MEPS 245:33-45 (2002) - doi:10.3354/meps245033
Are volatile unsaturated aldehydes from diatoms the main line of chemical defence against copepods?
Georg Pohnert1,*, Olivier Lumineau2, Anne Cueff2, Sven Adolph1, Christophe Cordevant3, Marc Lange3, Serge Poulet2
ABSTRACT: New experiments comparing the effects of 3 species of phytoplankton Prorocentrum minimum Schiller 1933 (PM), Thalassiosira rotula Meunier 1910 strains (TR1) and (TR2), and Skeletonema pseudocostatum (SPC) on the fecundity and egg-hatching rates of Calanus helgolandicus females are described. To further determine the chemical factors causing the inhibitory process related to diatoms, the biological findings were linked with an analysis of aldehydic oxylipins (metabolites derived from the oxidative transformation of fatty acids). Members of this compound class have previously been reported to inhibit copepod egg development. Comparison of the inhibitory properties with results from the chemical analysis, as well as bioassays with synthetic samples using sea urchin eggs as a model system, showed that the observed effect is not restricted to the previously identified volatile aldehydes decadienal and decatrienal but, in fact, depends on a reactive structural element (α,β, γ ,δ-unsaturated aldehyde). In addition, the fatty acid content of the algae was verified with special emphasis on eicosapentaenoic acid (EPA), which is currently under discussion for its metabolic value and defensive potential. Our results demonstrate that only certain diatoms inhibit hatching in copepods and that this effect is independent of the EPA content of the diet. Moreover, saturated aldehydes, like the widely distributed tridecanal, did not affect our assay with sea urchin eggs. Since the observed hatching inhibition, as well as the capability for the formation of reactive aldehydes, is highly species and even isolate dependent, it would appear that no prediction of food quality of certain species can be given without a detailed analysis.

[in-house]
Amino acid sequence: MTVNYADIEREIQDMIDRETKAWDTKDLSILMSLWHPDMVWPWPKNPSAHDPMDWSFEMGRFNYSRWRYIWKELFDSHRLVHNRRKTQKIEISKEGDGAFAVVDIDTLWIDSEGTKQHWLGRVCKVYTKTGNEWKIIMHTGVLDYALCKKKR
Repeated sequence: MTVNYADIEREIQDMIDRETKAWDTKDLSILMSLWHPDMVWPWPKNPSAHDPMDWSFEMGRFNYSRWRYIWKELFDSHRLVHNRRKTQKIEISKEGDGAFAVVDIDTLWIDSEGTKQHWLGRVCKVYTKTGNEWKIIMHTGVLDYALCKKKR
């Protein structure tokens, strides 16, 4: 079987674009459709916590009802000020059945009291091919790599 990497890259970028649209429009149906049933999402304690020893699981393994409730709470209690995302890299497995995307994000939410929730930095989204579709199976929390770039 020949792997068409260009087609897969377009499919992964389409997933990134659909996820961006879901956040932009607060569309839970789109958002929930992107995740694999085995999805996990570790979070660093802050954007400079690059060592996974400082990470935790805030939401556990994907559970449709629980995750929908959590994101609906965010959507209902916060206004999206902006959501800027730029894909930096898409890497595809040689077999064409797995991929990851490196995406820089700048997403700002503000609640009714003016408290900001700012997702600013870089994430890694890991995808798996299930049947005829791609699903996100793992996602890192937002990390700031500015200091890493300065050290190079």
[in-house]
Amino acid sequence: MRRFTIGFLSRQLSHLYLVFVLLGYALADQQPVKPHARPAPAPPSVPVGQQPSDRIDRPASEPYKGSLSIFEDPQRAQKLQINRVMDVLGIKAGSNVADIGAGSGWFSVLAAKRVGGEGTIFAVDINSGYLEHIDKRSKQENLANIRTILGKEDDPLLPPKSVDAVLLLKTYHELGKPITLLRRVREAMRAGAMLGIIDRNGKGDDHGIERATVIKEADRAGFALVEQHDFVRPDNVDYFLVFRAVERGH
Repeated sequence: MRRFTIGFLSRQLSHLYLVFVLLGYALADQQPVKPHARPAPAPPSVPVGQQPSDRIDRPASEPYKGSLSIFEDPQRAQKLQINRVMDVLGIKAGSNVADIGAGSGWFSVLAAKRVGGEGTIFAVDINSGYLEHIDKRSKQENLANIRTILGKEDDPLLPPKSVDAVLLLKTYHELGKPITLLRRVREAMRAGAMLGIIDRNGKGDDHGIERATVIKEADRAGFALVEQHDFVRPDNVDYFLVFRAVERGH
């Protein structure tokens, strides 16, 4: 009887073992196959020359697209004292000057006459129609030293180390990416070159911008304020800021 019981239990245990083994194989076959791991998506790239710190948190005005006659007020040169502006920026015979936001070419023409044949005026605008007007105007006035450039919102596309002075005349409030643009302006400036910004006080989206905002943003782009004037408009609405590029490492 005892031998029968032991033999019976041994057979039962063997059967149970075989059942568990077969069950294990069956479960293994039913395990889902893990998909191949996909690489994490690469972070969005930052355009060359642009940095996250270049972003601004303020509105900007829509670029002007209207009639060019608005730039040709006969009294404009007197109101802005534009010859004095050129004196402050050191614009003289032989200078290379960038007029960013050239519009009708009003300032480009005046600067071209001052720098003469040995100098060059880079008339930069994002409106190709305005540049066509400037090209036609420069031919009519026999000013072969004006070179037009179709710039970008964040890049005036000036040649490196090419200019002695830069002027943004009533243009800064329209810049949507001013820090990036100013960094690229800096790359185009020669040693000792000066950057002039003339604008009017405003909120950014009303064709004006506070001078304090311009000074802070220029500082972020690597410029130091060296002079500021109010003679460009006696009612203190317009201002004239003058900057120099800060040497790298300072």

KEY WORDS: Phytoplankton · Oxylipin · Diatom · Copepod · Hatching · Inhibition · Activated defence
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